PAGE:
Friday, January 15, 2016

Cinema: A Public Affair (2015) New York Jewish Film Festival 2016

In 1989 Naum Kleiman founded the Moscow State Central Cinema Museum (Musey Kino) as the country lurched from Soviet rule into something else. Amassing a massive amount of cinema related material the Museum and it's screenings became a haven and social gathering place for those wanting to have social and artistic discussions. However as censorship reemerged in Russia the Museum was put in the cross-hairs and it was set adrift (the reasons are not really clear). Finally after limping along the Ministry of Culture moved Kleiman into a purely figurehead role for not following orders. This film follows the Museum's rise and fall.

Vitally important film about the importance of accessible culture and how things like going to the movies can be a social event (want proof most of the people here at Unseen Films I met at the movies).

While the spine of the film are a series of interviews with Kleiman talking about the movies, the museum and their place in society, it is wrapped by clips from films, interviews with filmmakers and comments from people left heartbroken by the behind the scenes battles to keep the Museum operating and accessible.  Through all the talk we really get to know and feel why places like the Moscow Film Museum was and is so important.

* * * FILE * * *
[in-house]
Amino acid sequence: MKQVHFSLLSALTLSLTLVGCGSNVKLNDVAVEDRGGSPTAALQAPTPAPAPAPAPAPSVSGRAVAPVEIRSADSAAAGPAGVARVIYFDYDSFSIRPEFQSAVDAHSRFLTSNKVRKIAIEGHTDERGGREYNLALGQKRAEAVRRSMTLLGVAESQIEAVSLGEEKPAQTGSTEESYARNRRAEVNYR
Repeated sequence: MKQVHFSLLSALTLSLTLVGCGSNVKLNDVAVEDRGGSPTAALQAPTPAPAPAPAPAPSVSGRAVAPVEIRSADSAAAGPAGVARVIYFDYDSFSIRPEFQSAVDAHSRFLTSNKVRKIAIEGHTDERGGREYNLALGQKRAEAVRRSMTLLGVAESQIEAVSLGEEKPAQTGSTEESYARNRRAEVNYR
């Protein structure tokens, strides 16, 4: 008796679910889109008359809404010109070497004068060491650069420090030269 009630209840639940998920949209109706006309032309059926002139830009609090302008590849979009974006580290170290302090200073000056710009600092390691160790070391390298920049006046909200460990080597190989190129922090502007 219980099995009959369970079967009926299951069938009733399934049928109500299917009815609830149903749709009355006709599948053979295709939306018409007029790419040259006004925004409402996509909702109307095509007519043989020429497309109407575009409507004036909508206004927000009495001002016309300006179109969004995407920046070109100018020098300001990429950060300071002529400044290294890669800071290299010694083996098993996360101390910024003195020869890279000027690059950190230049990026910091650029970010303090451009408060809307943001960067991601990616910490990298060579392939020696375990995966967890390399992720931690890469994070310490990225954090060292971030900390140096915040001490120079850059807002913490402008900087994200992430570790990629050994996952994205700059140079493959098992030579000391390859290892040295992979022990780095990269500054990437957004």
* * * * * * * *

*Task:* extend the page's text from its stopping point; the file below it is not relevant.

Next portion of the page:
One of the really cool things about the film is the editing by director Tatiana Brandrup. Using film clips and footage she shot her self she manages to create wonderful mini comments and commentaries on what we are seeing. Sergei Eisenstein, who's film are referenced frequently, would be thrilled.  I know I was. I loved her juxtaposing of  a Samung video saying Dream with a run down street saying Reality. Her use of the BATTLESHIP POTEMKIN is wonderful is several places as is her use of LAST YEAR MARIENBAD. And if I'm not listing things from later in the film understand that after awhile I simply stopped taking notes and fell into the discussions.

While I know that the film is going to find the most love among film fans, I think this is going to play well for anyone who is curious or worried about the place of culture in society. To be certain this is the story of cinema in a once again repressive society, but at the same time the battle for control of intellectual institutions is one that is happening even here in the US where bone headed Congress people are trying to control what we think and view.

I really like this film a great deal and I suspect that after I see it again I'll absolutely love it. Like or love this is one of the best films at this year's New York Jewish Film Festival. A must see

The film plays at the New York Jewish Film Festival on the 19th and 20th. For more information and tickets go here/

No comments:

Post a Comment